The resulting game was hard. Like, really hard. Like, tear your hair out hard. It would eventually make it over the Pacific under the name Super Mario Bros.: The Lost Levels, but when it first came out, Nintendo of America took one look at this ludicrously difficult game and said: “No way.” Remember, they were ecstatic that Super Mario Bros. had saved the industry, but they weren’t about to test their luck by delivering a sequel that made American audiences want to throw their consoles out the window. They kindly got back to their Japanese counterparts and said: “Make us something easier.”

It may seem like a big ask for Nintendo to throw out a complete game and start from scratch, but fortunately, they didn’t need to. Before the days of the internet, American audiences had almost no way of finding out what was happening in the Japanese market. So, Nintendo had an idea—take the popular game Yume Kōjō: Doki Doki Panic, slap some classic Mushroom Kingdom flair on it, and call it a day. It seems crazy—but it worked like a charm.

Yume Kōjō: Doki Doki Panic was a good game, albeit an odd one. Named after the sound of a beating heart (doki doki), it was created to tie in with Japan’s Yume Kōjō 87 festival, a kind of Japanese Carnivale. The festival’s mascots, Imajin, Lina, Mama, and Papa, became the game’s four playable characters, and it all took place in an inexplicable Arabian Setting. But most importantly: it was significantly easier than the Japanese version of Super Mario Bros. 2.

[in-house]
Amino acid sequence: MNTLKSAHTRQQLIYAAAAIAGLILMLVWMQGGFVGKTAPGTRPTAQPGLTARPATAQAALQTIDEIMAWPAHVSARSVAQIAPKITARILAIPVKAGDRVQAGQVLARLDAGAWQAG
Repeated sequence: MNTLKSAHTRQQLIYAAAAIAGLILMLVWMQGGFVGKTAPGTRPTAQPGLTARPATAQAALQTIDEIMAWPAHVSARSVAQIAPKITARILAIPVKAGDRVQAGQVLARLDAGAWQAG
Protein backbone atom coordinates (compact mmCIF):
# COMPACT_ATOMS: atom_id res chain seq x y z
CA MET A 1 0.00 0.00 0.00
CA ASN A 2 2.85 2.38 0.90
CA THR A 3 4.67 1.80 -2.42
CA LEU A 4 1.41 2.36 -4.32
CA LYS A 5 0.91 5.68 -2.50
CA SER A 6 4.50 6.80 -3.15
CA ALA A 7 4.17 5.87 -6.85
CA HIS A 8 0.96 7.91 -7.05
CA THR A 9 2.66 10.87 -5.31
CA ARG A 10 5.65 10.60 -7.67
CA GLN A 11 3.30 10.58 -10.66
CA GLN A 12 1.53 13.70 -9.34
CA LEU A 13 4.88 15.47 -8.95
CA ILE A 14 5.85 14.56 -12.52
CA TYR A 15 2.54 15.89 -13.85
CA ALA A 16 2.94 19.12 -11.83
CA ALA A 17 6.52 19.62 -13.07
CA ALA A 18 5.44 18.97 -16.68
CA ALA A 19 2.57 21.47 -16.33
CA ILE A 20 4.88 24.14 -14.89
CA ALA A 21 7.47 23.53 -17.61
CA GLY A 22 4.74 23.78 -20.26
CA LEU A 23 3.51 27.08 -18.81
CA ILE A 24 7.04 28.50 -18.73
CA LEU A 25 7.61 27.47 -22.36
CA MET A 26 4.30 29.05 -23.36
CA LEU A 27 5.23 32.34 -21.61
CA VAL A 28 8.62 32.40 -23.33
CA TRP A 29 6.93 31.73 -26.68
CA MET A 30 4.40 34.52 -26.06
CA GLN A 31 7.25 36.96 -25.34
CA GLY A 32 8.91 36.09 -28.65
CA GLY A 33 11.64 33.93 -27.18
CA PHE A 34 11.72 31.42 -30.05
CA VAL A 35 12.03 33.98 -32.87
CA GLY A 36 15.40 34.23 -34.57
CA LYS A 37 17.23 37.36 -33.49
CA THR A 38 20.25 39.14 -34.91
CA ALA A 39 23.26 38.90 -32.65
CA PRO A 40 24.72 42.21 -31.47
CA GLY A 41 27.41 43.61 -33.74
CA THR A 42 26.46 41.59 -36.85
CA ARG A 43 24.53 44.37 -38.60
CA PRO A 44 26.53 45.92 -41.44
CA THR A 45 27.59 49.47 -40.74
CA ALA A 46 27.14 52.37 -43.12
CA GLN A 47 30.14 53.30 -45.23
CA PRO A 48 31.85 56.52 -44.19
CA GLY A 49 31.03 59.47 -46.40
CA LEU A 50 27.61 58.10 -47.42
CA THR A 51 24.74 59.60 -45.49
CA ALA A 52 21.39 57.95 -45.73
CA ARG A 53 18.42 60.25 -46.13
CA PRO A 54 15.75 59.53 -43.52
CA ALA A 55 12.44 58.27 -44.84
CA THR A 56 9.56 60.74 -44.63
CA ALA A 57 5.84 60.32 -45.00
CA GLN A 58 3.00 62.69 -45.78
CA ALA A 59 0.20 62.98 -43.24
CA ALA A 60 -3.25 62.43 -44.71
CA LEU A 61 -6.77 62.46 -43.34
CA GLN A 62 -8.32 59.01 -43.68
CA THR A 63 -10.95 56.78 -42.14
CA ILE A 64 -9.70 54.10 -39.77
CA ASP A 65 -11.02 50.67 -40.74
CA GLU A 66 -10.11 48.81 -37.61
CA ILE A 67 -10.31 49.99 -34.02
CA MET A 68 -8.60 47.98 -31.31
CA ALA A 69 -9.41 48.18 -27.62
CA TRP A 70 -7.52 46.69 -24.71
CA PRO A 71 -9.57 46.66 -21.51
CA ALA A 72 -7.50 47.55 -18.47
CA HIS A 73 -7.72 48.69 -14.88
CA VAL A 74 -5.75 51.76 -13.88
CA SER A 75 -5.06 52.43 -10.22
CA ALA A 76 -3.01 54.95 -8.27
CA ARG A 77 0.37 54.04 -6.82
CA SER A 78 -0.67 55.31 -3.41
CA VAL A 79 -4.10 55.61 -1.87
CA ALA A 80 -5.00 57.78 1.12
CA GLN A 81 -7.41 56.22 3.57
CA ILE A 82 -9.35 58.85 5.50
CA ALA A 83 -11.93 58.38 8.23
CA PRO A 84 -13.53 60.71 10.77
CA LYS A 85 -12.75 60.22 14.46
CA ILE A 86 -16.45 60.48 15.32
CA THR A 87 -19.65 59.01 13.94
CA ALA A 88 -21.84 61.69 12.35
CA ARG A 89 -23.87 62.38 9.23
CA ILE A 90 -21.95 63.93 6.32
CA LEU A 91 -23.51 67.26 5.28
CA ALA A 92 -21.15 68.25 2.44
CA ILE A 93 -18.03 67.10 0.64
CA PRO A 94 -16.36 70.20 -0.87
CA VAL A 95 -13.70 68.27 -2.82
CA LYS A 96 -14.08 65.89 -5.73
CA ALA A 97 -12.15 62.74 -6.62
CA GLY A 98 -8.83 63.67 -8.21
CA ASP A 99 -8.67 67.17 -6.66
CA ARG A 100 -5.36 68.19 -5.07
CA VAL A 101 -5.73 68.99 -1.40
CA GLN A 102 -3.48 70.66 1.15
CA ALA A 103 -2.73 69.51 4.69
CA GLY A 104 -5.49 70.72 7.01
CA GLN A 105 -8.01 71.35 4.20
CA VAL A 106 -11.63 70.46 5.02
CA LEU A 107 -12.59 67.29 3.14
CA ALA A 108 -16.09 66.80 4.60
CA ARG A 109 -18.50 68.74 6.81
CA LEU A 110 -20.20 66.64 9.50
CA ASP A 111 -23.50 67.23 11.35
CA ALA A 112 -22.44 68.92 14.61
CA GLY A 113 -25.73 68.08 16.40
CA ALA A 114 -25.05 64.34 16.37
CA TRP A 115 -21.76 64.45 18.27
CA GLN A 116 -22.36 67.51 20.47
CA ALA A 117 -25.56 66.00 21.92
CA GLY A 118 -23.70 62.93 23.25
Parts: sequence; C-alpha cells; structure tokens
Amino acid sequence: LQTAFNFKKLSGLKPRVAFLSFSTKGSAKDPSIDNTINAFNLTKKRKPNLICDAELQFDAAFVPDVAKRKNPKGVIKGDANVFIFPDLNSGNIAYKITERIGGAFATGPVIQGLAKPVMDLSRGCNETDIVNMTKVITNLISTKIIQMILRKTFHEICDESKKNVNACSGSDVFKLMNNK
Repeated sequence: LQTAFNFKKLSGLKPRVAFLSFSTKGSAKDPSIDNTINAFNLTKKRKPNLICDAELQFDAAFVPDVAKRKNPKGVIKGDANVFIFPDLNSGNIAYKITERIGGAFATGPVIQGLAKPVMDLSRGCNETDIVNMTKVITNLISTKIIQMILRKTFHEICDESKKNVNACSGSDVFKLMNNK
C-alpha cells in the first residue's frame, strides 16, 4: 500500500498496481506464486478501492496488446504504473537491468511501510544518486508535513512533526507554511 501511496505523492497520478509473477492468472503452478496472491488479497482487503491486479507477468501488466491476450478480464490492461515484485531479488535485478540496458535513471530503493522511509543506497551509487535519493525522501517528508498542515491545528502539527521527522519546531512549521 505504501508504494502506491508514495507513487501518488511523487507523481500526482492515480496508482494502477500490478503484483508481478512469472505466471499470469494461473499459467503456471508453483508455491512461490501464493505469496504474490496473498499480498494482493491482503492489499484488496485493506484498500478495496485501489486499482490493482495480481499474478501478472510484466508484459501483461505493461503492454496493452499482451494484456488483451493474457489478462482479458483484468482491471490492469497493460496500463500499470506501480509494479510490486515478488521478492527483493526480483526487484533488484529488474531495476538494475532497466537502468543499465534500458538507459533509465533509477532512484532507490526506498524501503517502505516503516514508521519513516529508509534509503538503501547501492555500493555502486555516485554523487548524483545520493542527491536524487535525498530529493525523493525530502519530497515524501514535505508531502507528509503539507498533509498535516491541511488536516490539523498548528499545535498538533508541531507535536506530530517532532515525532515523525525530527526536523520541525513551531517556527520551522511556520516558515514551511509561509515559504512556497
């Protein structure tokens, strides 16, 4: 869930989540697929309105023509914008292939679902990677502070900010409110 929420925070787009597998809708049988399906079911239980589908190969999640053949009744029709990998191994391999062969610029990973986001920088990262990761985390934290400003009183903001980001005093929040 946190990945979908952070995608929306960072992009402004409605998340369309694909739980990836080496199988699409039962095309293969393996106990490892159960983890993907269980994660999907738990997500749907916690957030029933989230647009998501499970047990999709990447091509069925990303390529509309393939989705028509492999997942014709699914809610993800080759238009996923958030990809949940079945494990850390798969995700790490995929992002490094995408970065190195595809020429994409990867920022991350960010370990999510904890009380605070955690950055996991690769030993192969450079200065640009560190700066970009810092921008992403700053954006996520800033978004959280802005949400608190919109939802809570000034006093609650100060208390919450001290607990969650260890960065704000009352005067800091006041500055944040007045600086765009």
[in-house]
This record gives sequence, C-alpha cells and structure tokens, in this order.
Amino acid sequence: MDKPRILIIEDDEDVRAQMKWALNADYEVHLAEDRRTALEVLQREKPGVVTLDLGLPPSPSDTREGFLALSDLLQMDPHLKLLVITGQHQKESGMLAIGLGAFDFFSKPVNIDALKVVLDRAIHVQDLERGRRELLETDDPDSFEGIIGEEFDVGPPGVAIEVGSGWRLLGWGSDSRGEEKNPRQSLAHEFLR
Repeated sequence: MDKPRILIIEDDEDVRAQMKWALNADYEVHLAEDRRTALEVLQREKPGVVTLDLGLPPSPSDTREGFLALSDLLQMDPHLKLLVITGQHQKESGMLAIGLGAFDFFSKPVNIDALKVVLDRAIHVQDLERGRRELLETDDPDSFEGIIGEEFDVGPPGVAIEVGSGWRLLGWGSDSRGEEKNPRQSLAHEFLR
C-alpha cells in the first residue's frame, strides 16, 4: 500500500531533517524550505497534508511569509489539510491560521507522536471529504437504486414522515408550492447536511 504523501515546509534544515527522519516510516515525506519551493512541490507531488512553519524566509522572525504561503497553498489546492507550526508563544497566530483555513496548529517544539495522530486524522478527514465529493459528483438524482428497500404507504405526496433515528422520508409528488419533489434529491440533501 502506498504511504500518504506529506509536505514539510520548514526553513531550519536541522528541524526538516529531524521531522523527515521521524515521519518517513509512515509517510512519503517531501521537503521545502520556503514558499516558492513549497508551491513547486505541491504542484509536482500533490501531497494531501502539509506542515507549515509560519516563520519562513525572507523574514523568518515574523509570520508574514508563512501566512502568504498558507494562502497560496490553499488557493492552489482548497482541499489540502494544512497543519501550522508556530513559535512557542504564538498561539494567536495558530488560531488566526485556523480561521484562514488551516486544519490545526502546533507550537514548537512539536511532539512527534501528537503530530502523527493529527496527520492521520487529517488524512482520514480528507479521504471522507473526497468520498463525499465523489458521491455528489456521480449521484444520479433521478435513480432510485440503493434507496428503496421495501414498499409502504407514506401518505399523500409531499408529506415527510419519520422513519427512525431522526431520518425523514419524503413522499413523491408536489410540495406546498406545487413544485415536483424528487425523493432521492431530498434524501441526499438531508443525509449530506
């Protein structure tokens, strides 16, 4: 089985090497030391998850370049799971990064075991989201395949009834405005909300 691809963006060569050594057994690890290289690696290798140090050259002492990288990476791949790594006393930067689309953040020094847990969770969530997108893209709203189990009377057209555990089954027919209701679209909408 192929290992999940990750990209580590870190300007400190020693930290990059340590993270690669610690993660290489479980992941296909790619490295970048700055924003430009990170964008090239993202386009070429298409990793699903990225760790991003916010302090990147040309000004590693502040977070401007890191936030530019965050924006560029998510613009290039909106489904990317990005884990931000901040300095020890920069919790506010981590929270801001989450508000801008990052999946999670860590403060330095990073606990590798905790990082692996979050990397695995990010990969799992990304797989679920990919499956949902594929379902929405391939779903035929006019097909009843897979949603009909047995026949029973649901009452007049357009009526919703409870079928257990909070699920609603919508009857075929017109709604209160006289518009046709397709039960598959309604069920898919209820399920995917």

Doki Doki Panic was already quite colorful and shared some mechanics with Super Mario Bros., so it wasn’t too much work to make it a Mario Game. Imajin became Mario, while Lina, Mama, and Papa became Luigi, Peach, and Toad, respectively. Some Mario staples like shells and the ability to run by pressing the B button were thrown in, and presto change-o: You’ve got a Mario game.

Sort of.

While the North American Super Mario Bros. 2 was well received, it definitely stands out in the grand scheme of things. While it had the characters we all love, it still just didn’t really feel like a Mario game. Some fans like to discount it because of that fact—some don’t even consider it a true Mario game—but it still had an enormous effect in shaping the Mushroom Kingdom we’ve all come to know.

Without Doki Doki Panic, the world of Mario wouldn’t have such staples as Shy Guys, Bob-ombs, Pokeys, or Birdo. It was the first game that made Luigi taller than Mario, and its inclusion of Princess Peach made it one of the first games to feature a female playable character. It eventually did well enough that it was released in Japan as Super Mario USA, and re-released on the Gameboy Advance as Super Mario Advance. Nintendo even (sort-of) explained away its incongruous gameplay by pulling a Dallas and having the entire game take place in Mario’s dream.

The company later got back to basics with Super Mario Bros. 3—which was actually released in both Japan and the US this time—and it has been hailed as one of, if not the best Mario game ever. For 3, the developers returned to Mario’s left-to-right roots, building and elaborating on the original game’s core mechanics to create a masterpiece that many fans today view as the true successor to Super Mario Bros. After all, 2 was just some strange dream, wasn’t it?

So that’s why Super Mario Bros. 2 doesn’t really feel like a Mario game. It’s really a completely different game wearing Mario’s clothing. As for why Mario is carrying a carrot on the game’s cover art, even though carrots don’t appear anywhere in the game?

No idea.

Sources: 1, 2, 3, 4, 5, 6